Starting at Meramec Avenue and heading north on Nebraska Avenue, there is a whole wealth of beautiful single family houses. I suspect their close proximity to the former Maryville College south of Meramec means they might have some sort of connection.
The house below is a perfect example of turn of the Twentieth Century upper class residential architecture: combining Romanesque Revival with elements of the Beaux-Arts. I actually think the front porch has been altered slightly.
The house above got the “formstone” treatment, as we see so often in Baltimore, and the house below lost its cornice!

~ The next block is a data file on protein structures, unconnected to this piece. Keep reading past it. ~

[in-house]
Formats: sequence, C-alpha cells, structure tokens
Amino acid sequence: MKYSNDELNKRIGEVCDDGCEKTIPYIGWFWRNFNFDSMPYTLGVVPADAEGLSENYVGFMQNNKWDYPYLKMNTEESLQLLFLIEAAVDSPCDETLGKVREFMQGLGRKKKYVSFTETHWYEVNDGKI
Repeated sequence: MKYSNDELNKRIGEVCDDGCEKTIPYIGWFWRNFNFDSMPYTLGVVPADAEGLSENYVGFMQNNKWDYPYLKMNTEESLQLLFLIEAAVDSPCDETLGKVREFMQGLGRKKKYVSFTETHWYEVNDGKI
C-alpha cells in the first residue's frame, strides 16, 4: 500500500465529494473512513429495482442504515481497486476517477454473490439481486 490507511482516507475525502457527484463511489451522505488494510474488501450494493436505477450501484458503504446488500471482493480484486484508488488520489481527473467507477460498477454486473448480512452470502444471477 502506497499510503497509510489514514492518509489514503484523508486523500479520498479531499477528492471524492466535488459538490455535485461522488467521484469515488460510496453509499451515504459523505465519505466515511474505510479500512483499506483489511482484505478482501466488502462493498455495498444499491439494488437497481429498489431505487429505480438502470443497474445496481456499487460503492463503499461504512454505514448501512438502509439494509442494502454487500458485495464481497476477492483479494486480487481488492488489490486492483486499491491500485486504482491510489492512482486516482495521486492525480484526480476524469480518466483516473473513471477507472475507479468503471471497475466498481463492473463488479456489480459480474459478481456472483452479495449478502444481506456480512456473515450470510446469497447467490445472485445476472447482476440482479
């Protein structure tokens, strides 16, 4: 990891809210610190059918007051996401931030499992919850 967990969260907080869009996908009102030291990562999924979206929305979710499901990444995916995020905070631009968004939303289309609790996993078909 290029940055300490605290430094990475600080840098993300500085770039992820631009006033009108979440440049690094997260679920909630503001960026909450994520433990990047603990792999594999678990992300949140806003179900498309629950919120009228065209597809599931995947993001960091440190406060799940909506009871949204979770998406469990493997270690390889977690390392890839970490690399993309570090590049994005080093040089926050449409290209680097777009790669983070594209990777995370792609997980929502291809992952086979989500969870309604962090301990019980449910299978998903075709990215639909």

The house below almost certainly lost what was probably a hip roof.
Then we see a house that is built back from the street, with a fanciful mix of different eclectic details, from the Second Empire to the Romanesque.
This house below continues the theme of unique houses built not as part of a tract, but for an owner-commissioned single house. It most likely originally had cedar or slate shingles.
Then, getting closer to Gasconade Street, the houses become more typical houses built for the middle class, in the Arts and Crafts style, as well as more typical Romanesque and Revival styles.
This block is not doing well with abandonment, as can be seen below.
The corner store at Gasconade is sitting abandoned as well.